Anti-Hazing Event Features Emotional Appeals from Mothers

The Missourian |

More than 4,000 MU Greek students listened as Rae Ann Gruver and Evelyn Piazza each recounted one of the worst moments of their lives.

Both women lost their sons in fraternity hazing-related incidents. They visited MU to express to students exactly how dangerous hazing can be.

After these tragic experiences, the two women started the Anti-Hazing Coalition, which is dedicated to talking to students about the reality of hazing. They call their talk “Love, Mom and Dad.” They presented their stories at the Mizzou Arena to members of the Interfraternity Council and Panhellenic Association Wednesday night.

“Let me tell you about my son Max,” Gruver said. She recounted how fond he was of sports, journalism and rap music, as the arena’s scoreboard filled with a picture of the two hugging.

Gruver said that picture was the last time she was able to look him in the eyes and tell him that she loved him. Twenty-nine days later, he died at the LSU fraternity chapter of Phi Delta Theta after a night of hazing that involved a fatal amount of alcohol.

Piazza’s son Tim, who was attending Penn State, also died after sustaining injuries at the Beta Theta Pi chapter house on the first night of pledging.

“What happened?” said Piazza. “He was an amazing person who was hazed.”

The mothers presented the dangers of hazing, including the legal side of the problem. In Missouri, hazing is considered a class A misdemeanor. But if it creates a “substantial risk to life,” it’s a class D felony. Both include potential fines and jail time.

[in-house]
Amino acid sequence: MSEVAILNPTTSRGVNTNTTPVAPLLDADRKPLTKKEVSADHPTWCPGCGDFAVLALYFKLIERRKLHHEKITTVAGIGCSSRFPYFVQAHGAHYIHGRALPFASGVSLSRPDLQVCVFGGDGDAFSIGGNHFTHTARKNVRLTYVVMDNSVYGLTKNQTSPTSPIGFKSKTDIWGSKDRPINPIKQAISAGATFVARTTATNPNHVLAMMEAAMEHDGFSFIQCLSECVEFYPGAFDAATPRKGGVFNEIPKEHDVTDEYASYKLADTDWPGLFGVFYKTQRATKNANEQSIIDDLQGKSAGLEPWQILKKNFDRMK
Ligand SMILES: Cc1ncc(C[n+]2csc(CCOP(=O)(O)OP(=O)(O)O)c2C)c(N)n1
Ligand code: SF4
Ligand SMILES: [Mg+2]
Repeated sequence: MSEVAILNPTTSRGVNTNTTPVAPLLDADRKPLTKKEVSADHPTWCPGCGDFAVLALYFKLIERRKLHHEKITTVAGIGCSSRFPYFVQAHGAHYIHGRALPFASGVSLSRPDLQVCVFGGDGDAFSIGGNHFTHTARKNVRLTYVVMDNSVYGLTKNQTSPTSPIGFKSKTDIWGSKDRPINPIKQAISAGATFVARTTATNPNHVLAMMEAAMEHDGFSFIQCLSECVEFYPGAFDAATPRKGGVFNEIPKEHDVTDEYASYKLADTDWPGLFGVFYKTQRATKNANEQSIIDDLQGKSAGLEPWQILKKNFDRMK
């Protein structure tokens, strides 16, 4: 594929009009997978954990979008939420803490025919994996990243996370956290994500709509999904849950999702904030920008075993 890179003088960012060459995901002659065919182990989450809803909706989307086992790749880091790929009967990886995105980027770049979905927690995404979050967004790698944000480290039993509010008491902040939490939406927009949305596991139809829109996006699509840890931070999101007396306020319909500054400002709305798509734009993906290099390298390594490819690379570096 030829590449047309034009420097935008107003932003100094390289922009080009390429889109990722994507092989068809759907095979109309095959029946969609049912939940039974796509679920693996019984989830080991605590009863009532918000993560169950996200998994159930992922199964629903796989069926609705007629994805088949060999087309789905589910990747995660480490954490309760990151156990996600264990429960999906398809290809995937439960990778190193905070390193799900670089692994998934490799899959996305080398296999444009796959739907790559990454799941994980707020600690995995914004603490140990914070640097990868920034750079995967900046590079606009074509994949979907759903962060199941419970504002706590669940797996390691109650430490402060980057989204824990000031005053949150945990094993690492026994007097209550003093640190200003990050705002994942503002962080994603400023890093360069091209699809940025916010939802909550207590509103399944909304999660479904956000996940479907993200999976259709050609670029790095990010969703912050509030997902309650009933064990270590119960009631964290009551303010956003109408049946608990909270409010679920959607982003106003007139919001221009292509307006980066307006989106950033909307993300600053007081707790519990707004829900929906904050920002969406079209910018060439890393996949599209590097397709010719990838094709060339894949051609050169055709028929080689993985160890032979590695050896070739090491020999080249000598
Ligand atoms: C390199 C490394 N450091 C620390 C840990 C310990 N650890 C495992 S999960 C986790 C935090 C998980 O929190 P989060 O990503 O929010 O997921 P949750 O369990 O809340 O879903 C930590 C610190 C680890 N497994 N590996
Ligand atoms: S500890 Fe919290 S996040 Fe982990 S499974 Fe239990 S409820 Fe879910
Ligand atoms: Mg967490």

While hazing is a nationwide issue, there is no official list of hazing-related deaths in the United States. Hank Nuwer, a professor of journalism at Franklin College, who has been studying hazing for decades, has compiled data which shows at least one hazing-related death in the US per year since 1959.

Matt Eblen, president of the Interfraternity Council, says he saw the “Love, Mom and Dad” talk at an annual conference and knew they needed to come present at MU.

“When there are these incidents, they kind of tend to stay in theoretical terms,” Eblen said. “You hear the stories and you hear the stats, but it’s not until you can really put an emotional connection to it, that it hits truly home.”

This talk comes about a year after an outside consultant released a report on MU Greek life, criticizing how the Office of Greek Life managed fraternities and sororities on campus, according to previous Missourian reporting.

MU’s Office of Fraternity and Sorority Life keeps a record of “Community Conduct History” online. And according to the Office’s website, five MU chapters are currently suspended.

The talk ended on a note of hope, arguing that changing the culture around hazing could have the ability to save lives.

The mothers challenged the Greek community to do better, and urged students to break the cycle of hazing.

“Ask yourself if you would do these activities to yourself or your siblings,” said Gruver. “If the answer is no, then why are you doing this to someone else?”